You’ve seen the TV shows, read a few blogs and watched some videos on YouTube. This house flipping stuff seems like a no brainer! While it’s undeniable that fixing and flipping a home can result in huge profits in a short time, it takes a lot of knowledge and hard work for it to really pay off.
Along the way, there are many things that can go wrong, meaning that even the most successful flippers misstep now and then. For newbies, a little knowledge can be a dangerous thing, and without thorough research, planning, and budgeting, a number of mistakes can totally ruin a house flip. Here are 7 of the most common mistakes to avoid!
Not Knowing Your Numbers
One key skill in successful house flipping is to have a firm grasp of how much everything is going to cost. When we say everything, we mean every little expense along the way. You need to know how much your building permits will cost, as well as things like labor and materials, and that’s just to budget for the actual renovation work. Additionally, you’ll need to be on top of closing costs, commissions, taxes, insurance, and a great many other hidden fees. Without this knowledge, you can’t possibly make an accurate budget and are bound to run into unexpected costs, which can quickly eat up your profit margin. One bonus tip here, make a watertight budget and add 20% to cover your back.
Not Making a Plan
You’ll also need a solid plan, based on market research and an airtight budget. For example, knowing how holding costs can impact your profit gives you a good idea of how long you need to complete the project and sell the house for it to be worthwhile. You can then plan the renovations in such a way that you know you’ll be finished in time to go to market and gain larger profits. Build up good working relationships with contractors and other real estate professionals to ensure you’re all on the same page.
Not Understanding the Market
By not carrying out important market research, you’re walking into a minefield of potential mistakes. Everything from the location you choose to the level of renovations you make depends on a thorough understanding of the local market. You need to know who is likely to buy your flipped house, and what they will expect to pay for a house in the neighborhood you’ve chosen. If you don’t know these figures, you can easily price your home out of the market, making it almost impossible to sell, no matter how nice it is.
Borrowing Too Much
Most flips are done without going down the traditional lender route and taking out a mortgage. Instead, most flippers seek the services of specialized hard money lenders, who have more flexible programs suited to a quick buy and sell. Taking on a flipping project means you’re going to need cash for the down payment, or even to buy the property outright, as well as building materials and labor. The last thing you want to do is max out your credit cards on these expenses and hope for a quick sale. If things are delayed and your bills come rolling in, you can quickly find yourself in financial difficulty.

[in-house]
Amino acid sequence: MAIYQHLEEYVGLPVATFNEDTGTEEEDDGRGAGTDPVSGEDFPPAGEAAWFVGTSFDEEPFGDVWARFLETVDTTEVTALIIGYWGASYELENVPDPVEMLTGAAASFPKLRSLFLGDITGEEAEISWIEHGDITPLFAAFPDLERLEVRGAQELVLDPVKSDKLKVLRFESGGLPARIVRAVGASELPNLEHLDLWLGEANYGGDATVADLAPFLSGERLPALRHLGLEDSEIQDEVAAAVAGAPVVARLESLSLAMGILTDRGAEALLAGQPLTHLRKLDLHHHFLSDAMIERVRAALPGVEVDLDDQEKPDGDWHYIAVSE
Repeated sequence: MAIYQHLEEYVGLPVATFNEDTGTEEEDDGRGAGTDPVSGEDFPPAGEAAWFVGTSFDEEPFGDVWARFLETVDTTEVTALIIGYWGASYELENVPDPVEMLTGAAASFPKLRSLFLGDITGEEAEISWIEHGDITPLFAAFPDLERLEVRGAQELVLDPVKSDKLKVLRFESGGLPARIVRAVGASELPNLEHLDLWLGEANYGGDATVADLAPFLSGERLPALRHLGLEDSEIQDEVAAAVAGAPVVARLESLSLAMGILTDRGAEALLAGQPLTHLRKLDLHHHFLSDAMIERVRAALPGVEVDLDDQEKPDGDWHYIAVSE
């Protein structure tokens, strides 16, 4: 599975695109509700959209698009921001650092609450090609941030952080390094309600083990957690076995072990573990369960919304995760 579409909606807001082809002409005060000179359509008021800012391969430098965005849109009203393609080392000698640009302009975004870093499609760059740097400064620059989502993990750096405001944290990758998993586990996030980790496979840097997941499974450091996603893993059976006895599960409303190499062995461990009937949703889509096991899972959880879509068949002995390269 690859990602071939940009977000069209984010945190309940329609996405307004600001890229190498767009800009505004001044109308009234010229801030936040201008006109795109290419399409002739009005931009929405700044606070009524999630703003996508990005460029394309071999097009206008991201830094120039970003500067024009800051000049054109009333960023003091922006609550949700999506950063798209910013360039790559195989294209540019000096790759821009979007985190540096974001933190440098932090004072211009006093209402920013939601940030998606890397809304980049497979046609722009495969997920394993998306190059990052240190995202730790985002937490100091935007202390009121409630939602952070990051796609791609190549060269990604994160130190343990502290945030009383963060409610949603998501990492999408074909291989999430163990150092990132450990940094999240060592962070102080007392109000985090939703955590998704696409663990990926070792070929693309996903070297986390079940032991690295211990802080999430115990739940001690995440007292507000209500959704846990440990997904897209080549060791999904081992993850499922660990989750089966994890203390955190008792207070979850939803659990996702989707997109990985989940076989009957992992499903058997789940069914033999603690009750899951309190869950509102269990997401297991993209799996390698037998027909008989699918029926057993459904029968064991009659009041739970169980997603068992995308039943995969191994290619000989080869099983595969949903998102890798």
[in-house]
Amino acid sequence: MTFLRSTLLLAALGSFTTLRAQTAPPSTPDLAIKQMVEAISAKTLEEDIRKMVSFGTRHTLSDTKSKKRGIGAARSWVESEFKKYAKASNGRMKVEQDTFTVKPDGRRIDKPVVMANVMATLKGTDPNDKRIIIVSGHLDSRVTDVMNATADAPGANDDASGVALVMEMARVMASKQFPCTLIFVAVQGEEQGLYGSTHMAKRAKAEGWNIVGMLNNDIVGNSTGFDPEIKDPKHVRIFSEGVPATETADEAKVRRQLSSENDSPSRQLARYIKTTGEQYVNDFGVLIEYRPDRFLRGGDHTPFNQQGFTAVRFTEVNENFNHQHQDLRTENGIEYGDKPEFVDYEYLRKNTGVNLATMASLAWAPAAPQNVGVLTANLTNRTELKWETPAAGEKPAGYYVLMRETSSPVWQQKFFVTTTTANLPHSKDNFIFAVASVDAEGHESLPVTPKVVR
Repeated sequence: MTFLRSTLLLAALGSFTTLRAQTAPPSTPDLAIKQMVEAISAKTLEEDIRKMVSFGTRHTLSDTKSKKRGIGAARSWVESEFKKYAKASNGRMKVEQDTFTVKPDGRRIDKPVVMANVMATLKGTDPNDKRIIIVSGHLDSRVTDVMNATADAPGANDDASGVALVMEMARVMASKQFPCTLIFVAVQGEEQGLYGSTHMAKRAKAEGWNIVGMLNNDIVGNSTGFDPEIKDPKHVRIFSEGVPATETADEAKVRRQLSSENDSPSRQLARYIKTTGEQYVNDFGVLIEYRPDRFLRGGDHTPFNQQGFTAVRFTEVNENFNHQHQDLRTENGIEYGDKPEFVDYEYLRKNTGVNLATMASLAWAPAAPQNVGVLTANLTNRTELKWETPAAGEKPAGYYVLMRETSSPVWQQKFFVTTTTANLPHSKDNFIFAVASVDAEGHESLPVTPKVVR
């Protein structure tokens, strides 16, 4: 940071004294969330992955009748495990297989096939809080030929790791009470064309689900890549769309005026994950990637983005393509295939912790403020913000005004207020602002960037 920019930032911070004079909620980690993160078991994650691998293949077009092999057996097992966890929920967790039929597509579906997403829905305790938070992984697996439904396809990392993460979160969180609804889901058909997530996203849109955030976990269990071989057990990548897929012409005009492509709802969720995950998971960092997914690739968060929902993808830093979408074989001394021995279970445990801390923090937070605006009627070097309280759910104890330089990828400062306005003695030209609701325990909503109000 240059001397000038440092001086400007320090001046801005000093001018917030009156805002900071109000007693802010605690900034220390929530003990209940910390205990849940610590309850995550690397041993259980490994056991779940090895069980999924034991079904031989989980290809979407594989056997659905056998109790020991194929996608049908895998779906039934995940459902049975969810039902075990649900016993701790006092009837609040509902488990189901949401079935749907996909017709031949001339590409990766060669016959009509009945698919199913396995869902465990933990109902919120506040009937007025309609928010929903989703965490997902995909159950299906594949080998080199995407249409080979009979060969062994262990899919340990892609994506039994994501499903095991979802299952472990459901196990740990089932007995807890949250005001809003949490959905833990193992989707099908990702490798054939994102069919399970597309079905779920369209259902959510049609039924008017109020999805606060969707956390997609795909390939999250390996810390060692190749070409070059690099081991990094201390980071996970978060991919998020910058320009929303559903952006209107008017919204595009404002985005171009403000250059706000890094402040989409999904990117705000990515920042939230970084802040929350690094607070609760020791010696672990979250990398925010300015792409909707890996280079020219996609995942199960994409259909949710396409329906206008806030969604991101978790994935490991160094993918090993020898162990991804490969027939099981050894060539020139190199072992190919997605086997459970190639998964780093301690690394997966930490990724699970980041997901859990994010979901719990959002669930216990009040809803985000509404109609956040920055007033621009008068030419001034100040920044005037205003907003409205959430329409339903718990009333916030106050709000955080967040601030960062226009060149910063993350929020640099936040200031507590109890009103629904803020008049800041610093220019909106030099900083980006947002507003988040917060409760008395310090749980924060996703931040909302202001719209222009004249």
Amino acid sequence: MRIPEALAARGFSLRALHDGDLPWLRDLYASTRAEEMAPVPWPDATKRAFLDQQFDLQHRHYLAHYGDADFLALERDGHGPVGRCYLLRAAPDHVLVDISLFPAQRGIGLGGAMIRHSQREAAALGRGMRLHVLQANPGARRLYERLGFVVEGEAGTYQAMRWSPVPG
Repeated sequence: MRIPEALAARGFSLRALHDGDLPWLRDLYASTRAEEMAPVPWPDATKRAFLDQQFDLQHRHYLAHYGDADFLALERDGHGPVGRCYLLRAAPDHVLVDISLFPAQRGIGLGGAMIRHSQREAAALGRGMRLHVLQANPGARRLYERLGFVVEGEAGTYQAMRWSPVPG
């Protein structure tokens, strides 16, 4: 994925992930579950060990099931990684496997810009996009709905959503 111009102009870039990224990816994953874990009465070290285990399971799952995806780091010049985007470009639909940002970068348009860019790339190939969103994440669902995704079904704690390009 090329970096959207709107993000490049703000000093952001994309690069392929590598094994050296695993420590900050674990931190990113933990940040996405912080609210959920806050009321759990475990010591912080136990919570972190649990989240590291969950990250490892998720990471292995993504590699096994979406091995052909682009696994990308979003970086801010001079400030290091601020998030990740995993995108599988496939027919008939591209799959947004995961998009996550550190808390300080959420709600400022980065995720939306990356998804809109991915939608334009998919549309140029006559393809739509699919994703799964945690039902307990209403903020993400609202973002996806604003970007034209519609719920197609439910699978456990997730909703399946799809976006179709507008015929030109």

Trying to do Everything Yourself
An experienced house flipper needs a wide selection of specialist skills. They’ll need to be on top of the local real estate market, understand the local regulations and building codes, and have a sound to expert understanding of various trades. That’s a broad spectrum of skills to learn, and if you’re new to the game, it’s certainly overwhelming. However, you don’t have to go it alone, and you really shouldn’t.
If you’re not comfortable with any of the renovation work, you should call in a professional. Likewise, a professional home inspector will almost certainly spot things you can’t, and a qualified realtor will have a much better understanding of both general and local markets and trends. Trying to do it all soon becomes overwhelming, exhausting, and is a shortcut to burning out.
Not Inspecting the House
Nowadays, it’s easy to browse a huge array of homes online. Indeed, you can even buy a home without stepping foot in it. But just because you can doesn’t mean you should. Going into a project blind means you cannot make a proper plan and you can’t possibly hope to budget for it properly. You simply have to rely on luck and hope that things aren’t too bad.
It’s worth hiring a home inspector to go over the place to check for things that you might not have a good understanding of. A thorough home inspection can reveal the small giveaways that point to larger problems. Without going over the home in this way, you could walk in to find the property is infested with mold, or worse, has shoddy foundations, or insufferable damp, among other problems that are expensive and time-consuming to fix.
Undertaking a Huge Renovation
It’s wise to avoid undertaking a huge renovation project at the beginning of your fledgling house flipping career. Indeed, even most pros tend to avoid properties that are too badly damaged, preferring homes that need just quick and easy, mostly cosmetic repairs. Major structural work takes time to complete and costs a lot of money. Rewiring, replacing the roof, repairing the foundations and removing major damp and mold issues are all big no-nos and can lead to your project becoming a money pit.